Among the most vulnerable people in the coronavirus pandemic are the thousands living on sidewalks, under bridges, in shelters, in cars and in the woods throughout the United States, with little access to clean water or doctors.
In West Coast cities, where tent encampments are part of daily life, homelessness is often a full-time beat, one that encompasses social services, advocacy, health care, criminal justice, public policy, politics and a constant drumbeat of criticism from both the left and the right.
Reporters covering these unhoused men, women and children face a new concern on top of their ongoing challenges, challenges both ethical (“Do I help?”) and emotional (“My heart is breaking”). In the pandemic, these journalists are asking themselves: Could the very act of reporting harm my sources? Could I infect these people, who live so precariously, with the virus?
In Washington State, public radio reporter Will James of Seattle’s KNKX has been working for more than a year with The Seattle Times Project Homeless team on “Outsiders,” a podcast exploring the causes of, responses to and lives affected by homelessness in Olympia, the state capital. The state saw the nation’s first case of COVID-19 and the first deaths from it, and James put the podcast’s three final episodes on hold — partly because coronavirus coverage had become an all-hands-on-deck affair for his four-person newsroom, and partly because he was worried about hurting his sources, about being infected but asymptomatic and passing on the virus.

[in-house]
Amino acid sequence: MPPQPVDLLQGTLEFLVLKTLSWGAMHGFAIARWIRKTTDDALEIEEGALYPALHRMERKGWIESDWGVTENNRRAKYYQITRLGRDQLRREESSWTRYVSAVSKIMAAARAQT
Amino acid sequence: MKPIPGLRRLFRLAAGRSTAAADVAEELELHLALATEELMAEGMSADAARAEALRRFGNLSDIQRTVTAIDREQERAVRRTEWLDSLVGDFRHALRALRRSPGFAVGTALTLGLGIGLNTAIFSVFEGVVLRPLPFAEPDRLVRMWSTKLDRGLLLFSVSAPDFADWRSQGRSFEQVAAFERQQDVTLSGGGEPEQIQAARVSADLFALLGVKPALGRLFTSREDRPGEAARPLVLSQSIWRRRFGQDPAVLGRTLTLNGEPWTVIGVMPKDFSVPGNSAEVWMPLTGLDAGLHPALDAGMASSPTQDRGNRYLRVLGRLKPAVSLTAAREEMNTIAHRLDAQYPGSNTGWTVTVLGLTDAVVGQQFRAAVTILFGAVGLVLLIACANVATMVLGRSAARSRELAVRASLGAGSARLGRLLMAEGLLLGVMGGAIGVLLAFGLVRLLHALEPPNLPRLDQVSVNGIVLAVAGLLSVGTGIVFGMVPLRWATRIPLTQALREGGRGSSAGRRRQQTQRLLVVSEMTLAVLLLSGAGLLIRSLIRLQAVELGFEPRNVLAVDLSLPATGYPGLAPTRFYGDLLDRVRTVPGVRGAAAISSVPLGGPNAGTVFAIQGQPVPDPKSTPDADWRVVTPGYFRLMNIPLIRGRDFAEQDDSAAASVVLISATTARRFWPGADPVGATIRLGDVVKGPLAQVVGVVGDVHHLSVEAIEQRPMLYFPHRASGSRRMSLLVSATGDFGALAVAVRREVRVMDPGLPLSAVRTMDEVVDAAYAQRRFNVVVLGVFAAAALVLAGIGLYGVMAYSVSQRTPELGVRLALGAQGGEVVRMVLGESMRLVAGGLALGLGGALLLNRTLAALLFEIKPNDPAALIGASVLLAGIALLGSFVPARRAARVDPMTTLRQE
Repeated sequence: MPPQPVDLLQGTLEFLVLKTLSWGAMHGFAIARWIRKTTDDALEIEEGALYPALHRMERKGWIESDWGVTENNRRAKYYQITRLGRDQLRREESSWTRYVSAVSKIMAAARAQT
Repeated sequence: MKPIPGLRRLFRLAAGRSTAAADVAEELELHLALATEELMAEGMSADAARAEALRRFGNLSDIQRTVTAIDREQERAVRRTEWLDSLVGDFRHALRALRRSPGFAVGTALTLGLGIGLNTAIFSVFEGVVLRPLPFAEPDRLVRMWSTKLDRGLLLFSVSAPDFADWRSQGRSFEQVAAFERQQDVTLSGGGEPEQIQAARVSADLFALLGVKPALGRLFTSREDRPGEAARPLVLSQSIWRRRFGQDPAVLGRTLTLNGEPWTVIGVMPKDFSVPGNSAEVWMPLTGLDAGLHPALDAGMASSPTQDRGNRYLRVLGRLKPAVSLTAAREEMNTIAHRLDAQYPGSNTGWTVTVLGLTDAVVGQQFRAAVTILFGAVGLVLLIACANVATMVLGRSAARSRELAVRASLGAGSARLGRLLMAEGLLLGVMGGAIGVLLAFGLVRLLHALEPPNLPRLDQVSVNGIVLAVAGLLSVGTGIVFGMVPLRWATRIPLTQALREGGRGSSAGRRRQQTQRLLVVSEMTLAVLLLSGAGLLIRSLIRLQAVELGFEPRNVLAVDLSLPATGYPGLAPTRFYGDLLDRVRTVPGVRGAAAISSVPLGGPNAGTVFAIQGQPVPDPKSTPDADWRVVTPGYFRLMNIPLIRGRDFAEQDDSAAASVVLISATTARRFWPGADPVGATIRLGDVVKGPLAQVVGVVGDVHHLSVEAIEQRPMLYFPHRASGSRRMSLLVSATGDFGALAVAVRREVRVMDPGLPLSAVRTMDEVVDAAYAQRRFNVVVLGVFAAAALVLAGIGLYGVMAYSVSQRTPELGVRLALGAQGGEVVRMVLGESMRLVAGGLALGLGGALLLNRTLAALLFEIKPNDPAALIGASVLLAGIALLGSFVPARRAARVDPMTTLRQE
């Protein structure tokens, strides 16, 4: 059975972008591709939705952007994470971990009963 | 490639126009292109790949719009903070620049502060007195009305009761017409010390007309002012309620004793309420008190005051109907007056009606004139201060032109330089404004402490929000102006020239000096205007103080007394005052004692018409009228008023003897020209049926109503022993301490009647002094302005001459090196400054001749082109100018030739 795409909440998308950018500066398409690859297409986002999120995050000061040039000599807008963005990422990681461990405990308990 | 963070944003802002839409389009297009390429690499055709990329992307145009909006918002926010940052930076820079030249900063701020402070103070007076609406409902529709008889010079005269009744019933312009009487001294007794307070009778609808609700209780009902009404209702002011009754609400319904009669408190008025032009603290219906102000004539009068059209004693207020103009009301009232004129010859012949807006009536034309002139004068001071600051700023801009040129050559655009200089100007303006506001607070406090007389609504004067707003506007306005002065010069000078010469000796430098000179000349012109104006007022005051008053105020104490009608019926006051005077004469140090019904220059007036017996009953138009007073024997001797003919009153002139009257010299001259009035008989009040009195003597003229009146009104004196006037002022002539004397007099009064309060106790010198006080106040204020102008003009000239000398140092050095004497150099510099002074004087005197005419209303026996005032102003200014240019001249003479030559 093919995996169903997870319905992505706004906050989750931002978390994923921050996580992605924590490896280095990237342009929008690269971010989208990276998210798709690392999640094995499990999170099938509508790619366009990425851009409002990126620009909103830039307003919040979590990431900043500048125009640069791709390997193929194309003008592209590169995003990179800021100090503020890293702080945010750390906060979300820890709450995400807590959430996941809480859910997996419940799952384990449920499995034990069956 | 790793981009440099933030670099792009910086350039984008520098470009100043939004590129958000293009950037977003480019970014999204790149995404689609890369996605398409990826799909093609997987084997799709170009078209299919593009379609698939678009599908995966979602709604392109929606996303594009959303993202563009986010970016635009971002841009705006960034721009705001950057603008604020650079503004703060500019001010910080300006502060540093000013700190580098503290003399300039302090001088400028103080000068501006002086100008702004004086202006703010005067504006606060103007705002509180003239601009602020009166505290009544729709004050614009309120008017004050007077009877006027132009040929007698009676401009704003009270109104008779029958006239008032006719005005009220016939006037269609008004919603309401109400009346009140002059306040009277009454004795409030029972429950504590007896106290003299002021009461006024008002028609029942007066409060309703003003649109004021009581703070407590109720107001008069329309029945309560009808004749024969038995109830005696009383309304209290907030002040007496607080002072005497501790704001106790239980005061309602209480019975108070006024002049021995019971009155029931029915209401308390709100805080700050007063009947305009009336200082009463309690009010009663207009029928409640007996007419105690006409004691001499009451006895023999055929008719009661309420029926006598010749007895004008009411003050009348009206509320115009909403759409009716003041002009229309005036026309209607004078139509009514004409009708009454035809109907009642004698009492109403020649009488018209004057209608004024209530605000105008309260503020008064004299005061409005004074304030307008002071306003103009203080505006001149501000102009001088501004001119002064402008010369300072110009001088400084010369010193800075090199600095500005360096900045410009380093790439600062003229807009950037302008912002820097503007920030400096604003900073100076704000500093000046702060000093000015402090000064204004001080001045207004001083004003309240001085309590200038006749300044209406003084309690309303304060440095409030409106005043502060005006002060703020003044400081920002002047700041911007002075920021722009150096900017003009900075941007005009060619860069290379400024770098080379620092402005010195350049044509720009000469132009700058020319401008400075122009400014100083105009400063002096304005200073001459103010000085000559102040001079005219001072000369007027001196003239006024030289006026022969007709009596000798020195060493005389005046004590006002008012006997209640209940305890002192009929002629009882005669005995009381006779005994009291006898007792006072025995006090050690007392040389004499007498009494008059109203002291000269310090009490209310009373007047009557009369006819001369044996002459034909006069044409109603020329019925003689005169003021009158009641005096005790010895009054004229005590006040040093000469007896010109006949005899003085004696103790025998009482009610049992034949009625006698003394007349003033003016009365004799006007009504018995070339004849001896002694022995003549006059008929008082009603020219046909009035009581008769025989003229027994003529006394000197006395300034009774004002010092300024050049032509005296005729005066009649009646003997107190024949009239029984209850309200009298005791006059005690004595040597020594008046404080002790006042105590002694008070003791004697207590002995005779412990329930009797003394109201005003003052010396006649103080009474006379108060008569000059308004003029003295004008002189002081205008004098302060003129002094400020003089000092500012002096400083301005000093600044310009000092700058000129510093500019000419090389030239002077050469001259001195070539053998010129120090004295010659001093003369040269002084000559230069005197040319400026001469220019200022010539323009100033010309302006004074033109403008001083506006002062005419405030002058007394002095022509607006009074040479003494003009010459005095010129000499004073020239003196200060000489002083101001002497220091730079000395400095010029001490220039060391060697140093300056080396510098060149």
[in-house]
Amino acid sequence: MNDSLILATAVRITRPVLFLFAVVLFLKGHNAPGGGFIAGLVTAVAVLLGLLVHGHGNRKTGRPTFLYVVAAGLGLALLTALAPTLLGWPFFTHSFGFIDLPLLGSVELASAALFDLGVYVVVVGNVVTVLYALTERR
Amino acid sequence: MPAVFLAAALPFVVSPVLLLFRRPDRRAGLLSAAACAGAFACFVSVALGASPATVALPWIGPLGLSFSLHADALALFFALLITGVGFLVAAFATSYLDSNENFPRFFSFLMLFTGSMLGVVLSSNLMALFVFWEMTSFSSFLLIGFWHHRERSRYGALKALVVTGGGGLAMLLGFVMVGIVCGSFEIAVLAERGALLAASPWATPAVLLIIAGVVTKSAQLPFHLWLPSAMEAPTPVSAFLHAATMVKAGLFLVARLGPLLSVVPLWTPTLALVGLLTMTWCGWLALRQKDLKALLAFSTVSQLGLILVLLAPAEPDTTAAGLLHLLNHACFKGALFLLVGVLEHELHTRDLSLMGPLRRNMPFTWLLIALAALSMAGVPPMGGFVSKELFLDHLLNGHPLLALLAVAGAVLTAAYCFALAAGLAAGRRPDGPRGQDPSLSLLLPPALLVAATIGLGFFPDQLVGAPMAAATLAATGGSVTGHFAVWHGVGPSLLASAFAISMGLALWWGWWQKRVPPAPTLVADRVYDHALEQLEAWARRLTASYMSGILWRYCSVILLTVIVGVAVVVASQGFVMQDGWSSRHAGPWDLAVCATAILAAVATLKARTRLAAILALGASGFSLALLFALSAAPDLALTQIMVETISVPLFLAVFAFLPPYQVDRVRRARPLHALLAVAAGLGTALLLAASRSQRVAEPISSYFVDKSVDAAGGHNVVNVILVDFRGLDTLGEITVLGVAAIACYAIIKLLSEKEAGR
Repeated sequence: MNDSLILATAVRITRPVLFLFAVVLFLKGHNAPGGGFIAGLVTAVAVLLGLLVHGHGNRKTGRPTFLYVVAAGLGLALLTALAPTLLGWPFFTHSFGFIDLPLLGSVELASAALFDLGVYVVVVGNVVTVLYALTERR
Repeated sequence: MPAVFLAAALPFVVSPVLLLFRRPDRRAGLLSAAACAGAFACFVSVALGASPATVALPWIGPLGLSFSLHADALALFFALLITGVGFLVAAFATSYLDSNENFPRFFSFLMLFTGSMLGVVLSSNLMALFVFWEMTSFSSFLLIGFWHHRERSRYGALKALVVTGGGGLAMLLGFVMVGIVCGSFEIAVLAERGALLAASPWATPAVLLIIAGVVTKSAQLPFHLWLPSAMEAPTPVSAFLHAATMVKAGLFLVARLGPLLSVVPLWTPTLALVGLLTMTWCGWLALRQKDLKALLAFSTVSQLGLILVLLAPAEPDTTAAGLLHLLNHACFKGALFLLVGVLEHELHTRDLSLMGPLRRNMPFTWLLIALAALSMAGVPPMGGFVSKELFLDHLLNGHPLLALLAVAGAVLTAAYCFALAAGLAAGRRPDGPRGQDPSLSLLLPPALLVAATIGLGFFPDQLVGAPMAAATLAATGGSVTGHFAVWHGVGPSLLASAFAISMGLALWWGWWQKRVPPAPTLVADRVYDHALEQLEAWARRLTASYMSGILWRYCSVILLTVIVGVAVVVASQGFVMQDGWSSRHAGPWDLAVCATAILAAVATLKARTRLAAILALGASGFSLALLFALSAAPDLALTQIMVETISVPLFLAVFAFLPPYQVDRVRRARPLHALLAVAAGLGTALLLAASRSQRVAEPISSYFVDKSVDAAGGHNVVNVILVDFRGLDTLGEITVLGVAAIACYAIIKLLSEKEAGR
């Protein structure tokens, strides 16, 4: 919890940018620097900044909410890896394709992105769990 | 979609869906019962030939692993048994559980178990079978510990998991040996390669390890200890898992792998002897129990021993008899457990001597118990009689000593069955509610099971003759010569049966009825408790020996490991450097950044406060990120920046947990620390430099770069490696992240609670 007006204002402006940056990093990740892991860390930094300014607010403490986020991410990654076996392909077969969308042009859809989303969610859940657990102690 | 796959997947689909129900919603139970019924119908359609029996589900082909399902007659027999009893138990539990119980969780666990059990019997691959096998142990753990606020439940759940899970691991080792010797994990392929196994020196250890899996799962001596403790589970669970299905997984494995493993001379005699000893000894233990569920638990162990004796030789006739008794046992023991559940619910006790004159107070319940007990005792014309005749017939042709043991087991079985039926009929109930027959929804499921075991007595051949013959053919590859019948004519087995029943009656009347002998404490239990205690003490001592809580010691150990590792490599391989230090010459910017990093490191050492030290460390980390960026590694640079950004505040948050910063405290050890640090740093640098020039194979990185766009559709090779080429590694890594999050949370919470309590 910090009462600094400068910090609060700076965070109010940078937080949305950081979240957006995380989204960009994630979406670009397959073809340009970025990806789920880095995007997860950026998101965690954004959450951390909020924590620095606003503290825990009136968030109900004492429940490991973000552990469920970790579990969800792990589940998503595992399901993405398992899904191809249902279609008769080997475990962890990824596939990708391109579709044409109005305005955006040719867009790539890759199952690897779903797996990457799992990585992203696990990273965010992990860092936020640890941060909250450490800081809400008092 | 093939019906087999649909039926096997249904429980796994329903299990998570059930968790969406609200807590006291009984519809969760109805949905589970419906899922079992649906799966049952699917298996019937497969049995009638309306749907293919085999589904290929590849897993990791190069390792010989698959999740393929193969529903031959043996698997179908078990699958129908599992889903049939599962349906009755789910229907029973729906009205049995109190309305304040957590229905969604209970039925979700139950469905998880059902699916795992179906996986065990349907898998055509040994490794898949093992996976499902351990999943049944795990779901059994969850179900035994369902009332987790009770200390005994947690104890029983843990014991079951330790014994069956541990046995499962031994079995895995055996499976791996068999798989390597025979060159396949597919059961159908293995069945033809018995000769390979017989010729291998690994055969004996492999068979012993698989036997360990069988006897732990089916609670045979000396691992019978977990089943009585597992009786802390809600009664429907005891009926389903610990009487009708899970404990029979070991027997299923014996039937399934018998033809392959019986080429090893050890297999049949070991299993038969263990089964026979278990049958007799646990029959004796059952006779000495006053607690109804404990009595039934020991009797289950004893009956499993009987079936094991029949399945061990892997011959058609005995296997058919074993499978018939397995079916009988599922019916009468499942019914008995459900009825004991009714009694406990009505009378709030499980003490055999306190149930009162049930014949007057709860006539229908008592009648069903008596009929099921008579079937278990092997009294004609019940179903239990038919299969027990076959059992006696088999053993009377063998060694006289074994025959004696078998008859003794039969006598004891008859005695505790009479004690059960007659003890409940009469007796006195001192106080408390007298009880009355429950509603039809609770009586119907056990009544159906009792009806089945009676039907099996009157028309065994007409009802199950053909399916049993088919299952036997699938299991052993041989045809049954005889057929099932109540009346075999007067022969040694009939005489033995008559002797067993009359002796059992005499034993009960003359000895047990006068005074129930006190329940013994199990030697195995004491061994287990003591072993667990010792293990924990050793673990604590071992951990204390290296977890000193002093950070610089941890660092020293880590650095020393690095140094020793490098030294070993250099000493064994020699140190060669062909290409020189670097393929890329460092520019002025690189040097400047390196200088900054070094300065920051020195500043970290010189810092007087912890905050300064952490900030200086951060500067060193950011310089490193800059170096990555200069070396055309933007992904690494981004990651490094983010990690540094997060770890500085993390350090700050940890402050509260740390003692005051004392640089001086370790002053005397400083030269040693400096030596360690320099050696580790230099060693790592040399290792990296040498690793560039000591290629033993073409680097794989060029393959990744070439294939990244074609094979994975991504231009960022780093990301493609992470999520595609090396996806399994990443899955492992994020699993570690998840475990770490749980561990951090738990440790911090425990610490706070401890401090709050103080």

One day in March, as the full scale of the pandemic had become clear, James spent seven hours in an encampment in Olympia.
“I went into the field thinking I could take precautions that would protect myself and my sources sufficiently,” he said. “I found in practice that was a lot harder than I had imagined.”
Finding handwashing facilities, and places for socially distant interviews, was impossible. “We ended up just being near coughing people,” he said.
Driving home, he thought: “I just finished talking to a 71-year-old man who lives in a tent and has a pacemaker in his chest. And I tried to be really careful, but what if I wasn’t careful enough?” (Disclosure: As an undergraduate, James was this reporter’s student.)
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Like James, Project Homeless reporter Scott Greenstone has cut back on in-person reporting because of concern that he might bring the virus to sources.
“I’m more connecting with people over Facebook,” he said. The people he speaks with can sometimes use computers at shelters or in the tiny-house villages cropping up in Seattle while phones get lost or stolen, or their owners can’t always pay for service, he explained.
But Project Homeless reporter Sydney Brownstone has continued to report in person, mostly in outdoor camps rather than in shelters, she said, to limit exposure to the virus. In recent weeks, she has covered, among many other stories, the city’s continuing removal of encampments, a man surviving the crisis in an RV and how front-line workers serving the homeless are coping.
She sees “a new level of desperation” during the pandemic that becomes “overwhelming” at times, she said.